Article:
Posted 27 October 2009 - 12:00 AM
If you will indulge some reminiscing, I can tell you that the USP presented some intersting challenges when I was once again shooting for HK-USA, from '99 through '02. At first I ran an Expert .40 in Limited. That necessitated the development of some trick reduced-reset action work and a few tweaks to make the sights track and return faster and more consistently.
It IS possible to get really shootable triggers on USP's but it's not easy nor obvious. We eventually doped out a reliable system for this work that we still use today in our shop and I'll be happy to provide some advice on the subject if y'all wish.
The second challenge was that darned inconsistent muzzle flip and sight return of the USP Fullsize pistols. Everyone who saw my USP's commented on the high bore axis, and indeed they are a bit higheer than, say, a 1911. However, the dual-function recoil buffer is most of the problem; it makes the USP-F bounce like a jet-powered pogo stick compared to similar-leverage platofrms like the P226. It may theoretically increase durability (it's actual purpose) but it does nothing for rapid sight return, so we came up with two different methods for eliminating the thing. Take it out and spring thr gun appropriately, and the big USP will really start playing nicely. FWIW, I was sadly bemused when SIG put a similar buffer in the XFive. We get rid of those as well.
As for mags, I simply adapted STI 140's to my Experts. They ran really well, and were more durable than the funky "white" mags that tend to develop liner-adhesion and feedlip issues after a while. The only feeding issues I can recall with my Experts were due, I believe, to these mags after they started to spread and crap out.
These Experts were very accurate, though I ran BarSto's in mine most of the time since, as a true dinosaur, I shot Laser-Cast 185's in competition and these bullets wouldn't group well from the stock barrel. From the BarSto, my load of 4.4gr. Universal and a Laser-Cast 185 40/1911 bullet would give me under 3" at fifty and was way soft.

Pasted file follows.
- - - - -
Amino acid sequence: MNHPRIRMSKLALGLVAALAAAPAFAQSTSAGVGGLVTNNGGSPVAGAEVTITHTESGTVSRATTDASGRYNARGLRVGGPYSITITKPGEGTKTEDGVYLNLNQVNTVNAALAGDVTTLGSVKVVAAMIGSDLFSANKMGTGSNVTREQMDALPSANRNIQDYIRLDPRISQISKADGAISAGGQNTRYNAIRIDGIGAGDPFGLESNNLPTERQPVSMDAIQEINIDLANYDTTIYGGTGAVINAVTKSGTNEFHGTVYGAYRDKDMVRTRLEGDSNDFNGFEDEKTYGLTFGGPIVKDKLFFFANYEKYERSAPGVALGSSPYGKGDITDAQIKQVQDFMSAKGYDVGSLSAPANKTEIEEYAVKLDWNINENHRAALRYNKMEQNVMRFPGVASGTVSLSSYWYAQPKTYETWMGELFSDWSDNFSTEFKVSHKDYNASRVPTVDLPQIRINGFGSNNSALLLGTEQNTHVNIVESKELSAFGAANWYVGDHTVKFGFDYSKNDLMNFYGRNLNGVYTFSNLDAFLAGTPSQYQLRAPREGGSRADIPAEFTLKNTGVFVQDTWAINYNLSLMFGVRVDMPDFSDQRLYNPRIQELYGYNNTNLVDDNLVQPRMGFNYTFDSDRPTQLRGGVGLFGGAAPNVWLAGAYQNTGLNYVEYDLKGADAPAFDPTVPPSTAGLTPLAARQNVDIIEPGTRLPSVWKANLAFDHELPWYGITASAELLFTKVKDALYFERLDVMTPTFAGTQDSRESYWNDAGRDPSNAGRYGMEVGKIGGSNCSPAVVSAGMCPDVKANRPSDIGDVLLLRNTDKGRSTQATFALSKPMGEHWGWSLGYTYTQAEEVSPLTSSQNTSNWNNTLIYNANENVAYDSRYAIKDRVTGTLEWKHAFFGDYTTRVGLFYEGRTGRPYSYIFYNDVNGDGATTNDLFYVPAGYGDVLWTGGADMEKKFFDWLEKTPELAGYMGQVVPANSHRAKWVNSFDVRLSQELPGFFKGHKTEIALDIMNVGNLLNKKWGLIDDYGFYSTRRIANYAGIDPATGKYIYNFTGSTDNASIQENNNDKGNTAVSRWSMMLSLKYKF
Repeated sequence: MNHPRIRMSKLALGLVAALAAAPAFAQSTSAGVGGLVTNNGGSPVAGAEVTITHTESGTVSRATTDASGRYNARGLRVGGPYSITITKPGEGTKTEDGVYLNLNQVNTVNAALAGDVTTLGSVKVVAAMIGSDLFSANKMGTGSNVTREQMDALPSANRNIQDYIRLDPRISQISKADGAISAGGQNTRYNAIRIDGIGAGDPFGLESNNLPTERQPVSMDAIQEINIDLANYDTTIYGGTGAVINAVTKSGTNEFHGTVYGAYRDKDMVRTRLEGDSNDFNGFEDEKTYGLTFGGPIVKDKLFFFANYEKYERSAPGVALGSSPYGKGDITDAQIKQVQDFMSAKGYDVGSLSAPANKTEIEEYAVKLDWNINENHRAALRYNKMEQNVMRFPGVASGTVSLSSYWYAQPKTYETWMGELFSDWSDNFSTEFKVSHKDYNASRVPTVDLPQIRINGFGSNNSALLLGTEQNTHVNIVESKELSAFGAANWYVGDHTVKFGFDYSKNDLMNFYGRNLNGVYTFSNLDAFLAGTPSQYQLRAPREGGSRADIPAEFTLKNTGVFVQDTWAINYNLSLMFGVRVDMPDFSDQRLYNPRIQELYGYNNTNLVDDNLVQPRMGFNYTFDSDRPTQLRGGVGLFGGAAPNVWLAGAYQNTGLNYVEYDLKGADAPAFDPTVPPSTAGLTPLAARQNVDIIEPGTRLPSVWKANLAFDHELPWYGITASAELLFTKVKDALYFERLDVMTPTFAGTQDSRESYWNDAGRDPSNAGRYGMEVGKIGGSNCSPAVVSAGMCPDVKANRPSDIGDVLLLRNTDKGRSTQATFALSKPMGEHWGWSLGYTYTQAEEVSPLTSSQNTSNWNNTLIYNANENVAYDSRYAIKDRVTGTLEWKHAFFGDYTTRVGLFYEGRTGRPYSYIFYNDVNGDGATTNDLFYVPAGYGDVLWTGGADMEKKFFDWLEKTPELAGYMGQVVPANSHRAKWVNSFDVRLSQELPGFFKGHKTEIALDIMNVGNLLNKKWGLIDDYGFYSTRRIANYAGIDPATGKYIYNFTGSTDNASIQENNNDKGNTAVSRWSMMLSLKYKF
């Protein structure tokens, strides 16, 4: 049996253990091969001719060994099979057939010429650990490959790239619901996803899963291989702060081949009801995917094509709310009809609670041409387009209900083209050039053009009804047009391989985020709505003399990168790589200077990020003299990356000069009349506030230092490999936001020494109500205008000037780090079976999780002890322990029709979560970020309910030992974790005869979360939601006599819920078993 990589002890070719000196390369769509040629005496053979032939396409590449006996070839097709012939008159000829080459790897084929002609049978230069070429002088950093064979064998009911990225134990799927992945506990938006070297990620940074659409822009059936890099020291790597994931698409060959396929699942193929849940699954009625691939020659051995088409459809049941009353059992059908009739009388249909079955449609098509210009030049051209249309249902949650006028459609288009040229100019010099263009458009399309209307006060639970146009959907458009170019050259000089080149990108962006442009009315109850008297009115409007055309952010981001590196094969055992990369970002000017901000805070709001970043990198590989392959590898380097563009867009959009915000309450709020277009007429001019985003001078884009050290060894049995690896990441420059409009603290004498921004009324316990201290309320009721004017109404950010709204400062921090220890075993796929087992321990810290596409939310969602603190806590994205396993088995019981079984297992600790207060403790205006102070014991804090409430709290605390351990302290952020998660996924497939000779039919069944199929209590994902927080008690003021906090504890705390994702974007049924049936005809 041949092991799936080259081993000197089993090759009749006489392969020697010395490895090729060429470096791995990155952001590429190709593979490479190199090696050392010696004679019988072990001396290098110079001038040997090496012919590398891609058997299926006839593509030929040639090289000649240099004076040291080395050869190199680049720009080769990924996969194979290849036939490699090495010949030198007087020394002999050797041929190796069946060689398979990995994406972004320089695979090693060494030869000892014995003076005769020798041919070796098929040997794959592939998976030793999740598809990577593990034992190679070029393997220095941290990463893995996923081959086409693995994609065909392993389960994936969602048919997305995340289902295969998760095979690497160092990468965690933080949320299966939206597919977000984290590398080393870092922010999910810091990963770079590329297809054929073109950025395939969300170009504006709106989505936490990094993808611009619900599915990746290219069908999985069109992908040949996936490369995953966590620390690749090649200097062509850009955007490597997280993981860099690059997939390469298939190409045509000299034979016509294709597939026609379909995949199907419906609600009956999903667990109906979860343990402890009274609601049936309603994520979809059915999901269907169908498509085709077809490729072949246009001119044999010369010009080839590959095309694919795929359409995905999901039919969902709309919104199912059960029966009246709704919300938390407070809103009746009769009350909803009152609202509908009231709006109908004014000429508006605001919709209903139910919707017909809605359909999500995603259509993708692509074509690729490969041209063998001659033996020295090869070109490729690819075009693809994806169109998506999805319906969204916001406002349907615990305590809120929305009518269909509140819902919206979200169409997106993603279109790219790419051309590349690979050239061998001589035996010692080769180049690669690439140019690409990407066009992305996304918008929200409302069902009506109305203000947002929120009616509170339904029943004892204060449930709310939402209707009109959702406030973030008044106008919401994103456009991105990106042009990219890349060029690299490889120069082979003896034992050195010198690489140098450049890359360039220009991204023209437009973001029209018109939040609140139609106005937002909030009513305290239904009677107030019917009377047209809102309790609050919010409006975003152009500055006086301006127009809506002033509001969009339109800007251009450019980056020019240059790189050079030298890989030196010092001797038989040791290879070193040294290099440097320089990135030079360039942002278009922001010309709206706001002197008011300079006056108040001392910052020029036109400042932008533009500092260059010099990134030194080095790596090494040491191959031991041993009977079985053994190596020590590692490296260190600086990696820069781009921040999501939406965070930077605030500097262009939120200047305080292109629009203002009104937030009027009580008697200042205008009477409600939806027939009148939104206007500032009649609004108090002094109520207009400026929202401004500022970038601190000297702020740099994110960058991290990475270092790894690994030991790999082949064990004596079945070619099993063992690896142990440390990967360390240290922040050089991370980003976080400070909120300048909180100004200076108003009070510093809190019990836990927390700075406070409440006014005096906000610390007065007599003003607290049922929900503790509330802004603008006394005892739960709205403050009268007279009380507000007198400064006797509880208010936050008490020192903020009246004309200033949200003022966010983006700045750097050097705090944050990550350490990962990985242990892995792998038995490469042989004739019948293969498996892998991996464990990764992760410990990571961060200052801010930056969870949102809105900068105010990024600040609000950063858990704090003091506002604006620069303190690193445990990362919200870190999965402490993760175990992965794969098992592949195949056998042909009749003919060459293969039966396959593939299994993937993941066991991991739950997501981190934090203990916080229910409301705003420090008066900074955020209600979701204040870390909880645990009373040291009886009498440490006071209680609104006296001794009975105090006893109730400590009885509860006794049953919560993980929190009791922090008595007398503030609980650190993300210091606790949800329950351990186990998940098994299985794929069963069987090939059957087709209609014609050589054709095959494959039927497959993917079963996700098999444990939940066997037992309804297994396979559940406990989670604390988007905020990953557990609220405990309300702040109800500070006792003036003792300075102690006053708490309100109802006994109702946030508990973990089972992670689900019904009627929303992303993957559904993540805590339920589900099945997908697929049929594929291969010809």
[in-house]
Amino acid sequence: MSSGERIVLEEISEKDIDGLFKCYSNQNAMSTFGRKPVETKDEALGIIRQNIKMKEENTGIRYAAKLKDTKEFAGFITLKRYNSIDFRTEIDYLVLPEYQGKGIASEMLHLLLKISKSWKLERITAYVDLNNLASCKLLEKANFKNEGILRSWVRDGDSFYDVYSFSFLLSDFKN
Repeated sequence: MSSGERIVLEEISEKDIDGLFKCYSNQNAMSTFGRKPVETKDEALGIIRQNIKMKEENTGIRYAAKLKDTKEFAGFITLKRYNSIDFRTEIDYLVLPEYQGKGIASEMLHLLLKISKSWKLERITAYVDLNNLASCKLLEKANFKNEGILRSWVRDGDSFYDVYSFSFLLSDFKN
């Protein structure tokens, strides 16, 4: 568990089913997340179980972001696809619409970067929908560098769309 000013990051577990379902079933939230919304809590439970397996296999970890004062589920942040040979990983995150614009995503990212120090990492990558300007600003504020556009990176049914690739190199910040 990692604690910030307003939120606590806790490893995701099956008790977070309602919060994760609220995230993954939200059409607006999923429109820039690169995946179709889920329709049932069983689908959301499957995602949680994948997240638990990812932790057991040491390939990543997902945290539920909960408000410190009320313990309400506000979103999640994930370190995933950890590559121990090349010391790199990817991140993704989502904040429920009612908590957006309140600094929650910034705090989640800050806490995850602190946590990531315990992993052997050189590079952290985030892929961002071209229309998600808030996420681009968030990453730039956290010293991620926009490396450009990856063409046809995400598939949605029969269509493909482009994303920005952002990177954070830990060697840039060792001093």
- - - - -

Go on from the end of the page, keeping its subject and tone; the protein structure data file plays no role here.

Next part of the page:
When I made the Production team prior to the WS in 2002, I was already having serious problems with the nerves and joints in my hands and arms that ultimately compelled me to retire from competition in 2004. (Beki says I should have been a male model rather than a gunmaker or shooter. It seems I'm not cut out for manual labor, and the fragments in my right hand didn't help either.) That's relevant here because I literally, and I mean this, could NOT fire a stock USP9F in DA mode with my right hand. I had never cared a rat's ass about DA until then, but suddenly I had three months to dope out how to make that work for me and train up as best I could. Desperation is a great motivator. My USP9F action was very competitive, it ran perfectly and I shot it well. My son Miles carries that USP on duty now.
The original USP's, however optimized, still have some handicaps. They are flippy, they can be breakage-prone (including sear springs, firing pins and trigger bars), and they aren't necessarily as ergonomic as other options for many shooters. HK corrected many of these issues with the P30, though they introduced a few new issues as well. Still, it may offer an edge over it's predecessors. It's ergos are way ahead overall, the bore axis is lower, the action is better and they won't lilely break parts as readily. I still think the standard original USP9F, with some tweaks, would be a reasonably competitive Production gun today, and is arguably faster to load than the P30, but the P30 will beat it in a Bill Drill contest every time. We are seeing more of the latter these days in our shop.
I hope this helps frame the discussion a bit. Thanks.
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